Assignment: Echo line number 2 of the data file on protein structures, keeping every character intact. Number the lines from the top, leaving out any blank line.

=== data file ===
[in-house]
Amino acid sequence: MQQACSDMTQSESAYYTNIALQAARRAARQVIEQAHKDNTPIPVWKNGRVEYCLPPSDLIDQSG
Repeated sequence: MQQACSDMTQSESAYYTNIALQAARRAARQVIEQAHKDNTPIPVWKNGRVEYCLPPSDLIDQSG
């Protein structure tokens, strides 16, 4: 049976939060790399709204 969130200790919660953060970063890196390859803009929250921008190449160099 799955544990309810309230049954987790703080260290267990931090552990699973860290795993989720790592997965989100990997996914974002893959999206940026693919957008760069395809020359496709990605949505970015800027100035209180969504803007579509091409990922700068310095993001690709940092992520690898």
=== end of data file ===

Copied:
Amino acid sequence: MQQACSDMTQSESAYYTNIALQAARRAARQVIEQAHKDNTPIPVWKNGRVEYCLPPSDLIDQSG